Letter to the editor: Flawed tipping system ensures poor service, low wages

ULM Hawkeye

I was glad that Allison Wiseman wrote recently with advice to correct poor tipping etiquette among ULM students, which she attributes to ignorance and bad manners. She made a lot of good points, like how people who can’t do basic math can always use calculators, and that you can “look it up” if you don’t believe that Louisiana abides by federally mandated subminimum wage laws.  Her thought-provoking letter was so helpful that it put me in an advice-giving mood myself.

Let me begin by saying I have never worked as a server in any capacity precisely because I object to the tipping system.  I don’t know what it is like to leave with empty pockets after working for hours to please people who – let’s face it – can be really rude for no good reason.

However, I do work in customer service at a call center, where generally, you only interact with people after they have a problem, have become angry, and are ready to yell at someone over the phone. So I do know how difficult it can be to keep your cool and continue to treat impossible-to-please people with courtesy as they complain angrily at you. People who do those sorts of jobs deserve much more than $2.13 an hour, I think we can agree. But the system of tipping has always struck me as exploitative and inefficient for a number of reasons.

First, even properly tipped servers may receive inadequate compensation, as the tip is ultimately derived from the price of the meal. You may work just as hard to serve a customer who orders a $10 burger and fries as one with a $30 meal, so why should you be tipped less for the cheaper meal after providing equivalent service?

Second, it is often argued that tipping is “to insure proper service,” and that poor service should be reflected in the tip. The reason this doesn’t work is because it is easier for a server to believe that their table doesn’t tip well than to believe they aren’t doing a good job. So when a low tip is received, the immediate reaction is to label the customer a bad tipper.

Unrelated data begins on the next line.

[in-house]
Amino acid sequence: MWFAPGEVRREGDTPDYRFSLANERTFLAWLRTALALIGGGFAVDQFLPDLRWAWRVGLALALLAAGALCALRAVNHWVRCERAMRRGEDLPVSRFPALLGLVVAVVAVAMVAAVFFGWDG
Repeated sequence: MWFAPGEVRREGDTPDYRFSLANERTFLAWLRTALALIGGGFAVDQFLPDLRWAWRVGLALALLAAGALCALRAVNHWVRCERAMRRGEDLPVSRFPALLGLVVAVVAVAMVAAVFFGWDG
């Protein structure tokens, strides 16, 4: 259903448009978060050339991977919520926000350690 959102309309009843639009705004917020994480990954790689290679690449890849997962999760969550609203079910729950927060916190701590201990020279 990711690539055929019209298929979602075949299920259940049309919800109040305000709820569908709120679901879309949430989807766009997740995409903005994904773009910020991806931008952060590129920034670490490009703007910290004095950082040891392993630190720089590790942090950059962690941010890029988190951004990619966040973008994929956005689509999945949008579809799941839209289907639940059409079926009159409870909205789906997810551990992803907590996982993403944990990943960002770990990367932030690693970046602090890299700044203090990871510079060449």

When that customer returns, they have gained a reputation as a bad tipper, even though the low tip was originally meant as a reflection of service. So poor service leads to a poor tip, which in turn leads to more poor service, and on it goes. So if anything, tipping is “to insure poor service,” not the other way around.

Wiseman demonstrates this rationale perfectly.  In her letter, she says that a $2 tip for a $22 meal is unacceptable, especially since she gives us 110% service 110% of the time. She doesn’t even allow for the possibility that bad tips mean bad service; in fact, she never mentions it once in her entire letter.

Third, the tipping system burdens the customer with the uncomfortable task of evaluating and compensating employee performance directly, a task that should be set aside for management. It has the potential to make the whole meal awkward, and I have to wonder how many people silently avoid eating out all-together because of it.

Lastly, some say that it is nearly impossible to turn a profit by paying servers decent wages, and that food prices would go up if they were to do so. This is unconvincing, not only because consumers pay more for their meal in the form of tips anyway, but because restaurants can and do operate in a way that properly compensates their employees.

Try to leave a tip at the Black Star Co-op, a microbrewery in Austin, Texas; you will receive a lecture about how they pay a living wage and do not accept tips. The Black Star starts employees out at $13.50 an hour plus benefits—three times the monthly rent of a one bedroom apartment in Austin. The fair pay and democratic environment attracts talented, motivated workers.

It’s for these reasons I believe the tipping system is flawed and should be replaced with a system that compensates labor fairly. Note that I am not saying it is okay to not tip your server. You should tip properly, if only because an exploitative system is in place which actually costs servers money if you do not, and because two wrongs don’t make a right. But that doesn’t mean we have to pretend it is okay to pay anyone $2.13 an hour, regardless of the job they do.  Subminimum wages may be legal, but I can’t be brought to believe they’re in any way ethical, tips or no tips.

And may I just say—reading is fundamental.


Joseph Roberts,